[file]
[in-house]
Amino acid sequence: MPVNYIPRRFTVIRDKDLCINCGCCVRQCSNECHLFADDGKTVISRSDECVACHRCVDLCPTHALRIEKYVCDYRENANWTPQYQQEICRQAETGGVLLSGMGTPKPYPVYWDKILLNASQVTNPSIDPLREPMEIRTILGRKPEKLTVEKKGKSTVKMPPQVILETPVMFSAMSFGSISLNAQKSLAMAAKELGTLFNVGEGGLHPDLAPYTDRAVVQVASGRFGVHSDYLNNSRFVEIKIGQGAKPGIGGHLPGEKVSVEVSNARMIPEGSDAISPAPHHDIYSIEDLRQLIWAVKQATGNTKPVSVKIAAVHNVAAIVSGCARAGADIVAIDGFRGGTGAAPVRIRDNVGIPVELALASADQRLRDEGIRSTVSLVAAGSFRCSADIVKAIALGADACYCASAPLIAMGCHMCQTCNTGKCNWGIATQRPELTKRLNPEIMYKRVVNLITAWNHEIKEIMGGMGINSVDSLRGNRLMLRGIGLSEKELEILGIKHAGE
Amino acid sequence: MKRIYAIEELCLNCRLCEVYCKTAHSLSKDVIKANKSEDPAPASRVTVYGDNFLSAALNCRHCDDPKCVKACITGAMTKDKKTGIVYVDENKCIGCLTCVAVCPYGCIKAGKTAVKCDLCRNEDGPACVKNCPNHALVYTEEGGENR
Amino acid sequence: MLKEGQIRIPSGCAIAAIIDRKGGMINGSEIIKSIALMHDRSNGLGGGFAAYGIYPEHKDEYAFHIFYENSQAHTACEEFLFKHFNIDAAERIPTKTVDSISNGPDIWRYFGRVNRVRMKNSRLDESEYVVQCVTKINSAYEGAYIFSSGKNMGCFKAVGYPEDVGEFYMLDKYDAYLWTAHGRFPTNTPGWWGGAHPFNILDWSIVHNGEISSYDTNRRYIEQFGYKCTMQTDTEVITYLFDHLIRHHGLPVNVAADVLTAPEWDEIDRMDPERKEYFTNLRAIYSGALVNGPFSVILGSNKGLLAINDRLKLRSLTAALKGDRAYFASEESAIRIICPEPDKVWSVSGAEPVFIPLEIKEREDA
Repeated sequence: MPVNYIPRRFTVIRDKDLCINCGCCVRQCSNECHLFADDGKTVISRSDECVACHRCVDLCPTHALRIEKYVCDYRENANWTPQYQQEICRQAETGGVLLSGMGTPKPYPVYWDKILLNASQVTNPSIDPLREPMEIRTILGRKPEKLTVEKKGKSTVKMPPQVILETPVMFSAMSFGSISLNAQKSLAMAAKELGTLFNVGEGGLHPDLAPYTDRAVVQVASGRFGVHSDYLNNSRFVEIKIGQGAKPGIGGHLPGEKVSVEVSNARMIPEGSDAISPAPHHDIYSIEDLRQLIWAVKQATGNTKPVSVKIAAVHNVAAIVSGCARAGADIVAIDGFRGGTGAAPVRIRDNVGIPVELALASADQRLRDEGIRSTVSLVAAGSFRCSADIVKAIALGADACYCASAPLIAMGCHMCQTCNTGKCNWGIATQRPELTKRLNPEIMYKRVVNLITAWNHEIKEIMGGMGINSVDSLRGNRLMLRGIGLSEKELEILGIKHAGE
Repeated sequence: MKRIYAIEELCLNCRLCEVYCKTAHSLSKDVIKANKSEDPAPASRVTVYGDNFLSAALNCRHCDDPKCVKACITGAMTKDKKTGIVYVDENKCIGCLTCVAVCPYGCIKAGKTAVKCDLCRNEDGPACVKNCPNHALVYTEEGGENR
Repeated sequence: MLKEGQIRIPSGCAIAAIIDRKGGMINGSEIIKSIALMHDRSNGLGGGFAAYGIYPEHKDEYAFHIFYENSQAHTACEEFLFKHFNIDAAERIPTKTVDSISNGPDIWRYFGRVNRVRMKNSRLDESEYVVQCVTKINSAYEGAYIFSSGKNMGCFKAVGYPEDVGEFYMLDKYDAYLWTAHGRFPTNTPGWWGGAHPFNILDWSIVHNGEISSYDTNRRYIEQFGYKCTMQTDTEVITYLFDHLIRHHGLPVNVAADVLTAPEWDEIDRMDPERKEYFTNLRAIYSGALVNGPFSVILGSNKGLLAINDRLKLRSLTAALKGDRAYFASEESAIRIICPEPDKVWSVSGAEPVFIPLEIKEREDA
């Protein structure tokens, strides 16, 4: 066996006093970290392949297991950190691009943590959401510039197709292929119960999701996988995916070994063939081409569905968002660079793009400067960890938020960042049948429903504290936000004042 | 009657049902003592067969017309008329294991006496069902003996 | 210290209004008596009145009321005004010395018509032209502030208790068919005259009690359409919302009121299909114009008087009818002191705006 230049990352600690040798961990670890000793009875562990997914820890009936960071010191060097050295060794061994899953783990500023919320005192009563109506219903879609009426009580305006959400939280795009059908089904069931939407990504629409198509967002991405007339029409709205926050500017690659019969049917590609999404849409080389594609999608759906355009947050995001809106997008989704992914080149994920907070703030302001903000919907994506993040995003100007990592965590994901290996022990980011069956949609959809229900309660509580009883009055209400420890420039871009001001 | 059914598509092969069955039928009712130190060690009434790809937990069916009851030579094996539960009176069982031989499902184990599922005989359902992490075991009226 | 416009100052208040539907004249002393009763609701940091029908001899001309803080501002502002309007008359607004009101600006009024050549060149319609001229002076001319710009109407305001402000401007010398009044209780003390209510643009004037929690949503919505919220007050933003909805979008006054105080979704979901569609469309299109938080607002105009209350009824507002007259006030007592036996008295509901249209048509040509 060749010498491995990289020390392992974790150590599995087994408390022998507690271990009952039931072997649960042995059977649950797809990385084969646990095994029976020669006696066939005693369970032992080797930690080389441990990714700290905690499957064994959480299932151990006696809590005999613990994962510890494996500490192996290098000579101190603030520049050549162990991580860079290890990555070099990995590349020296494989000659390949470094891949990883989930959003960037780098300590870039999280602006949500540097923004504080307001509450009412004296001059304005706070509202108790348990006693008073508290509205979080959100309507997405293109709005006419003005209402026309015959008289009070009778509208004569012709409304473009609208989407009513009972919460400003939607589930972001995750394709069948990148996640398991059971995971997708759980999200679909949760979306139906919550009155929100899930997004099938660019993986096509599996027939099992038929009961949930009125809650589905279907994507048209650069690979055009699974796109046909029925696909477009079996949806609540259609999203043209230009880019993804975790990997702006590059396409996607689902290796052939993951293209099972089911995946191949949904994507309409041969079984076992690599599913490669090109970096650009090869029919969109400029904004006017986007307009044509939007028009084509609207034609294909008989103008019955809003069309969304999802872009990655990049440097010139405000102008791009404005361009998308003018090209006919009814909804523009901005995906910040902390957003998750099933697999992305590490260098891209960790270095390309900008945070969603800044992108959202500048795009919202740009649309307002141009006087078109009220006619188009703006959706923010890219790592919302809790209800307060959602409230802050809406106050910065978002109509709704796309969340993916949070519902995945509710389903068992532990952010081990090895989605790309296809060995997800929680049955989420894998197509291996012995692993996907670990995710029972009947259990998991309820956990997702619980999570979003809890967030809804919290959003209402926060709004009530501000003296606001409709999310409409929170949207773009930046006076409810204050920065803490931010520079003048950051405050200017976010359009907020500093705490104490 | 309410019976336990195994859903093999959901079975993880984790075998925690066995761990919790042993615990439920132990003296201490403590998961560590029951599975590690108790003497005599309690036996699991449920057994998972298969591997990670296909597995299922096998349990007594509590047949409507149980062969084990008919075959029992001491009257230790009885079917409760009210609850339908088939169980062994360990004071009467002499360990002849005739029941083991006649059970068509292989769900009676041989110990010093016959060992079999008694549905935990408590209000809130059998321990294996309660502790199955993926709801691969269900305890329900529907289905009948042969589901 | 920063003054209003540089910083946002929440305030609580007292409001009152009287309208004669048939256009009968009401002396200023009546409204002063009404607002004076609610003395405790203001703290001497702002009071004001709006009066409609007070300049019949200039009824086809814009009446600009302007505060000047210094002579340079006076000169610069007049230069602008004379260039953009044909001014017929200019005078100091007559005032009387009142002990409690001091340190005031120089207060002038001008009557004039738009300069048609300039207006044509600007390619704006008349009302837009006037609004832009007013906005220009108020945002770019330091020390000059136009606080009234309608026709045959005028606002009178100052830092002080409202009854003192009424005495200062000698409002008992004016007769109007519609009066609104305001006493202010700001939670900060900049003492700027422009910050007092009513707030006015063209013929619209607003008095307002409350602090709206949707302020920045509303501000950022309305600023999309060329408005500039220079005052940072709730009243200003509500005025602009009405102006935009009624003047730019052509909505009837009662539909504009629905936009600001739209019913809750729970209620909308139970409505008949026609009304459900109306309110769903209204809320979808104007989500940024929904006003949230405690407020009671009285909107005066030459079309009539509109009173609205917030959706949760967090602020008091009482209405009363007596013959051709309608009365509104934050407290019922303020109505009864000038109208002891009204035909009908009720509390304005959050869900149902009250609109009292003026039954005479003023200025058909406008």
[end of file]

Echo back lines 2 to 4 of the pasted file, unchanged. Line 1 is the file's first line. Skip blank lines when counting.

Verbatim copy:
Amino acid sequence: MPVNYIPRRFTVIRDKDLCINCGCCVRQCSNECHLFADDGKTVISRSDECVACHRCVDLCPTHALRIEKYVCDYRENANWTPQYQQEICRQAETGGVLLSGMGTPKPYPVYWDKILLNASQVTNPSIDPLREPMEIRTILGRKPEKLTVEKKGKSTVKMPPQVILETPVMFSAMSFGSISLNAQKSLAMAAKELGTLFNVGEGGLHPDLAPYTDRAVVQVASGRFGVHSDYLNNSRFVEIKIGQGAKPGIGGHLPGEKVSVEVSNARMIPEGSDAISPAPHHDIYSIEDLRQLIWAVKQATGNTKPVSVKIAAVHNVAAIVSGCARAGADIVAIDGFRGGTGAAPVRIRDNVGIPVELALASADQRLRDEGIRSTVSLVAAGSFRCSADIVKAIALGADACYCASAPLIAMGCHMCQTCNTGKCNWGIATQRPELTKRLNPEIMYKRVVNLITAWNHEIKEIMGGMGINSVDSLRGNRLMLRGIGLSEKELEILGIKHAGE
Amino acid sequence: MKRIYAIEELCLNCRLCEVYCKTAHSLSKDVIKANKSEDPAPASRVTVYGDNFLSAALNCRHCDDPKCVKACITGAMTKDKKTGIVYVDENKCIGCLTCVAVCPYGCIKAGKTAVKCDLCRNEDGPACVKNCPNHALVYTEEGGENR
Amino acid sequence: MLKEGQIRIPSGCAIAAIIDRKGGMINGSEIIKSIALMHDRSNGLGGGFAAYGIYPEHKDEYAFHIFYENSQAHTACEEFLFKHFNIDAAERIPTKTVDSISNGPDIWRYFGRVNRVRMKNSRLDESEYVVQCVTKINSAYEGAYIFSSGKNMGCFKAVGYPEDVGEFYMLDKYDAYLWTAHGRFPTNTPGWWGGAHPFNILDWSIVHNGEISSYDTNRRYIEQFGYKCTMQTDTEVITYLFDHLIRHHGLPVNVAADVLTAPEWDEIDRMDPERKEYFTNLRAIYSGALVNGPFSVILGSNKGLLAINDRLKLRSLTAALKGDRAYFASEESAIRIICPEPDKVWSVSGAEPVFIPLEIKEREDA